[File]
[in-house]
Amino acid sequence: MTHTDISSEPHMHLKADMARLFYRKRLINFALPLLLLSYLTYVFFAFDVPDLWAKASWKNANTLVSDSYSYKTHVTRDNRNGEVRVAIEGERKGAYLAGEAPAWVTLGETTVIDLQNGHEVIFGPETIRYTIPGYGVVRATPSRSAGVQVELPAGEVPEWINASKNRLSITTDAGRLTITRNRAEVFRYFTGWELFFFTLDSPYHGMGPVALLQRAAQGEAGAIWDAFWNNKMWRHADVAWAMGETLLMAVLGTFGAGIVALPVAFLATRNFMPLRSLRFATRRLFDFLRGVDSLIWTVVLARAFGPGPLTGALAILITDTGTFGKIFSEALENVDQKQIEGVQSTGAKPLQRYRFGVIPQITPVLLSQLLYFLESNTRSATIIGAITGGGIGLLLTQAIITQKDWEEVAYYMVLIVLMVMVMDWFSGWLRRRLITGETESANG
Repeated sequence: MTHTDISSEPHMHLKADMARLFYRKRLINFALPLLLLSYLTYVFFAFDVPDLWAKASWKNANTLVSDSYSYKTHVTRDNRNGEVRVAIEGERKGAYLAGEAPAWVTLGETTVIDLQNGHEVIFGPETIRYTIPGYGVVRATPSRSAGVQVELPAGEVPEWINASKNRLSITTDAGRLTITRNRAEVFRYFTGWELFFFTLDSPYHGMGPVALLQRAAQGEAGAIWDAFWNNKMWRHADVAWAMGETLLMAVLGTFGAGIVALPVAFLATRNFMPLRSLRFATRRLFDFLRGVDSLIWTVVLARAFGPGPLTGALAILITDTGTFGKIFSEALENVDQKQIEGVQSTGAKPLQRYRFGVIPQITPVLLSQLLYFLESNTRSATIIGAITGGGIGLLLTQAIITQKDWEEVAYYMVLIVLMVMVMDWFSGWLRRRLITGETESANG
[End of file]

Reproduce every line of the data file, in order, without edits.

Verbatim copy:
[in-house]
Amino acid sequence: MTHTDISSEPHMHLKADMARLFYRKRLINFALPLLLLSYLTYVFFAFDVPDLWAKASWKNANTLVSDSYSYKTHVTRDNRNGEVRVAIEGERKGAYLAGEAPAWVTLGETTVIDLQNGHEVIFGPETIRYTIPGYGVVRATPSRSAGVQVELPAGEVPEWINASKNRLSITTDAGRLTITRNRAEVFRYFTGWELFFFTLDSPYHGMGPVALLQRAAQGEAGAIWDAFWNNKMWRHADVAWAMGETLLMAVLGTFGAGIVALPVAFLATRNFMPLRSLRFATRRLFDFLRGVDSLIWTVVLARAFGPGPLTGALAILITDTGTFGKIFSEALENVDQKQIEGVQSTGAKPLQRYRFGVIPQITPVLLSQLLYFLESNTRSATIIGAITGGGIGLLLTQAIITQKDWEEVAYYMVLIVLMVMVMDWFSGWLRRRLITGETESANG
Repeated sequence: MTHTDISSEPHMHLKADMARLFYRKRLINFALPLLLLSYLTYVFFAFDVPDLWAKASWKNANTLVSDSYSYKTHVTRDNRNGEVRVAIEGERKGAYLAGEAPAWVTLGETTVIDLQNGHEVIFGPETIRYTIPGYGVVRATPSRSAGVQVELPAGEVPEWINASKNRLSITTDAGRLTITRNRAEVFRYFTGWELFFFTLDSPYHGMGPVALLQRAAQGEAGAIWDAFWNNKMWRHADVAWAMGETLLMAVLGTFGAGIVALPVAFLATRNFMPLRSLRFATRRLFDFLRGVDSLIWTVVLARAFGPGPLTGALAILITDTGTFGKIFSEALENVDQKQIEGVQSTGAKPLQRYRFGVIPQITPVLLSQLLYFLESNTRSATIIGAITGGGIGLLLTQAIITQKDWEEVAYYMVLIVLMVMVMDWFSGWLRRRLITGETESANG